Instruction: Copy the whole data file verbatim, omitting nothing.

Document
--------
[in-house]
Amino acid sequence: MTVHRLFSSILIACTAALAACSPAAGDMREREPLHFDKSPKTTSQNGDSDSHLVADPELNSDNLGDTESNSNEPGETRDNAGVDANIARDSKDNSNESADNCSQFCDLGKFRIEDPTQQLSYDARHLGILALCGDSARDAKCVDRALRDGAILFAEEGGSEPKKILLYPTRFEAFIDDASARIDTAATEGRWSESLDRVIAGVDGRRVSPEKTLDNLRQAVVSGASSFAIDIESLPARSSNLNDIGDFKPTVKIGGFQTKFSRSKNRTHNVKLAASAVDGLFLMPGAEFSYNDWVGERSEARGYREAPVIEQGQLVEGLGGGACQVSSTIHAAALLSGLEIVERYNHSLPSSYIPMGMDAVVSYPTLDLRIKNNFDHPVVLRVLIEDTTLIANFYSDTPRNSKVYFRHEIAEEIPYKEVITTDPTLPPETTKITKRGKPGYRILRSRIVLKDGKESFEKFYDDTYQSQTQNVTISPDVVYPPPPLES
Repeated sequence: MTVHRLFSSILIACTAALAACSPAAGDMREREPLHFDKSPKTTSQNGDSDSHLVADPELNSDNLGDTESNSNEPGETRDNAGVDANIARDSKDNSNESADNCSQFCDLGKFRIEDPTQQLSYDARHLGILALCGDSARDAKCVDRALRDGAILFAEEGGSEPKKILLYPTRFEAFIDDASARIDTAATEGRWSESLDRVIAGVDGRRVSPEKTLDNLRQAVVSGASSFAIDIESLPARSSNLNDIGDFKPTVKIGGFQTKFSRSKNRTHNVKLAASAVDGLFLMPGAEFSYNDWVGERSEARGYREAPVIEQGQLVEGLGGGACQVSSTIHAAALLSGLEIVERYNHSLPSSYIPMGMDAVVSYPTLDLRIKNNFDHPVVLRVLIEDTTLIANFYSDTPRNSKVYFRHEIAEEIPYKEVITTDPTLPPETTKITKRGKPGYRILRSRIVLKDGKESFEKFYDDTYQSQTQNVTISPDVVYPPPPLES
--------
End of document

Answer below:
[in-house]
Amino acid sequence: MTVHRLFSSILIACTAALAACSPAAGDMREREPLHFDKSPKTTSQNGDSDSHLVADPELNSDNLGDTESNSNEPGETRDNAGVDANIARDSKDNSNESADNCSQFCDLGKFRIEDPTQQLSYDARHLGILALCGDSARDAKCVDRALRDGAILFAEEGGSEPKKILLYPTRFEAFIDDASARIDTAATEGRWSESLDRVIAGVDGRRVSPEKTLDNLRQAVVSGASSFAIDIESLPARSSNLNDIGDFKPTVKIGGFQTKFSRSKNRTHNVKLAASAVDGLFLMPGAEFSYNDWVGERSEARGYREAPVIEQGQLVEGLGGGACQVSSTIHAAALLSGLEIVERYNHSLPSSYIPMGMDAVVSYPTLDLRIKNNFDHPVVLRVLIEDTTLIANFYSDTPRNSKVYFRHEIAEEIPYKEVITTDPTLPPETTKITKRGKPGYRILRSRIVLKDGKESFEKFYDDTYQSQTQNVTISPDVVYPPPPLES
Repeated sequence: MTVHRLFSSILIACTAALAACSPAAGDMREREPLHFDKSPKTTSQNGDSDSHLVADPELNSDNLGDTESNSNEPGETRDNAGVDANIARDSKDNSNESADNCSQFCDLGKFRIEDPTQQLSYDARHLGILALCGDSARDAKCVDRALRDGAILFAEEGGSEPKKILLYPTRFEAFIDDASARIDTAATEGRWSESLDRVIAGVDGRRVSPEKTLDNLRQAVVSGASSFAIDIESLPARSSNLNDIGDFKPTVKIGGFQTKFSRSKNRTHNVKLAASAVDGLFLMPGAEFSYNDWVGERSEARGYREAPVIEQGQLVEGLGGGACQVSSTIHAAALLSGLEIVERYNHSLPSSYIPMGMDAVVSYPTLDLRIKNNFDHPVVLRVLIEDTTLIANFYSDTPRNSKVYFRHEIAEEIPYKEVITTDPTLPPETTKITKRGKPGYRILRSRIVLKDGKESFEKFYDDTYQSQTQNVTISPDVVYPPPPLES